See Karl Renner, The Institutions of Private Law and their Social Functions. London: Routledge, 1976.
 Theodor Adorno calls relating by market exchange the Tauschprinzip and attributes many of our troubles to it. Negative Dialectics. London: Routledge, 1966.
 Karl Marx coined the term “capitalism.” In Chapter 25 of Capital he implies the definition of it I am using. He can also be read as defining capitalism as a system where everything –including people, land, and money—becomes a commodity for sale; and as defining capitalism in terms of the wage relation, which makes profit possible by extracting surplus value from labour, thus privately appropriating the social product.
 E.F. Schumacher, Small is Beautiful. New York: HarperPerrenial, 1989.
 For more detail see my two-volumes-in-one Letters from Quebec. San Francisco and London: International Scholars Press, 1995; and my prose poem The Nurturing of Time Future. Lake Oswego OR: Dignity Press, 2012.
 Thus, John Maynard Keynes remarks that the economic problem has always been the problem of the weakness of the incentive to invest. General Theory. London: Macmillan, 1936 and successive editions. p. 347.
 James O’Connor. The Fiscal Crisis of the State. New York: St. Martin’s Press, first edition 1973. One of O’Connor’s main points is that it is not the welfare state that is primarily responsible for governments running up unpayable debt. It is the cost of promoting business. That cost includes infrastructure, security, R and D, much of education and training, and the revenue lost by having to shift tax burdens onto people with comparatively low incomes, for example by the Value Added Tax.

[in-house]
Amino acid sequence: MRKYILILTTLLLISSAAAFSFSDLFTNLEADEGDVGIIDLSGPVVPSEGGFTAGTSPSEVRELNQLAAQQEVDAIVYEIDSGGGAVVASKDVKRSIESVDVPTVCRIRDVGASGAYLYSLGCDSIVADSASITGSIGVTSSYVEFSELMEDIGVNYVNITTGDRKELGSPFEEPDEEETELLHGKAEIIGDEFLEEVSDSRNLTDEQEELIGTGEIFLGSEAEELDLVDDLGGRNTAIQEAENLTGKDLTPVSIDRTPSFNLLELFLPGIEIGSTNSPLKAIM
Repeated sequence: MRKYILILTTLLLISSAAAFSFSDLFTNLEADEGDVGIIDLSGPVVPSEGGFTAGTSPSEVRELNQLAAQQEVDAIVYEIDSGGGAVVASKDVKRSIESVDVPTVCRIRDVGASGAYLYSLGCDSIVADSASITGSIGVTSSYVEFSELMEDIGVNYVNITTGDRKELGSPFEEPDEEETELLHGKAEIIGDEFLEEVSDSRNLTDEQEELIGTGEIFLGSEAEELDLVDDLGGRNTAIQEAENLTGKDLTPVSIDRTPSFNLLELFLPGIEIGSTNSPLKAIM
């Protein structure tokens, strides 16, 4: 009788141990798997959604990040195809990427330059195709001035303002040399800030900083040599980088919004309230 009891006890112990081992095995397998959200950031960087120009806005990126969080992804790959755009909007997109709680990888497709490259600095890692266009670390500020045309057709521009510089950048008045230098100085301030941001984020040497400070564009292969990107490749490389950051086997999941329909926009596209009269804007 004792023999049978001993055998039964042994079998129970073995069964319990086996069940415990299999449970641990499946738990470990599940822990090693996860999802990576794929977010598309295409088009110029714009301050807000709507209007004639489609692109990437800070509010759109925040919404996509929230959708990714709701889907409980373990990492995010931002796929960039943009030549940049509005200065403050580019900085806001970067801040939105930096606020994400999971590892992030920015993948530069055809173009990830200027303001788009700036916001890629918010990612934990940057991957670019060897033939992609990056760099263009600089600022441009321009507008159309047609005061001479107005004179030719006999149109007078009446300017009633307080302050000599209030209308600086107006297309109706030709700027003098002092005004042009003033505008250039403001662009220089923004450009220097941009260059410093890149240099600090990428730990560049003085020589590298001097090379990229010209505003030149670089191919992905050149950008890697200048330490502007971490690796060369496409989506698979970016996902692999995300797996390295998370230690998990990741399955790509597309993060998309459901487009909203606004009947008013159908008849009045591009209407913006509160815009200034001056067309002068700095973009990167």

Nancy Tanner, On Becoming Human. Cambridge UK: Cambridge University Press, 1985.
 They are made analysing Spain, Sweden, Austria, South Africa, Indonesia, Venezuela and the World Bank in Howard Richards and Joanna Swanger, The Dilemmas of Social Democracies. Lanham MD, Rowman and Littlefield, 2006. (henceforth DSD)
 Catherine Hoppers and Howard Richards, Rethinking Thinking, Pretoria: University of South Africa, 2012, contrasts the BCS of Ubuntu and the European BCS with roots in Roman Law. See also Mfuniselwa Bhengu, Ubuntu: The Global Philosophy for Humankind. Cape Town: Lotsha Publications, 2006.
 Martin Luther King, Jr. Where do we Go from Here? Chaos or Community. Boston: Beacon Press, 1967.
 For a more detailed account of the European historical origins of the BCS that now organizes the global economy and the world juridical order as well as the rule of law within most nations, see Costas Douzinas, The End of Human Rights. Oxford: Hart Publishing, 2000.
 Michael J. Battle, A Theology of Community; The Ubuntu Theology of Desmond Tutu. Cleveland OH: Pilgrim Press, 2000. It should also be mentioned that the idea of Ubuntu has been important enough that there is a considerable literature written by authors who denounce it.
 Malose Langa, Orange Farm Final Report. Johannesburg, Wits University CSVR SAIC Urban Violence Project, 2015. p. 70.
 See the works on attachment in infancy by John Bowlby and Mary Ainsworth, and Shirley Lampkin and Lois Ritter, Community Mental Health. Burlington MA; Jones and Bartlett, 2010.
 The observations regarding Erasmus and Alex are as of my visits in 2013. At Erasmus CWP blends with traditional authority.
 Jeremy Rifkin, The Zero Marginal Cost Society. New York: Saint Martin’s Press, 2016.
 My wife wrote a novel about our experiences and those of our friends in and after the Chilean coup. Caroline Richards, Sweet Country. New York: Simon and Schuster, 1979.
 Peter Drucker expressed the somewhat similar thought that although a business cannot survive without profit, how the profits are distributed and to whom is a political question. Peter Drucker, Business Objectives and Survival Needs. Journal of Business. Volume 31 (1958) pp. 81-90 at p, 87.
 Howard Richards and Joanna Swanger, Gandhi and the Future of Economics. Lake Oswego OR: Dignity Press, 2013.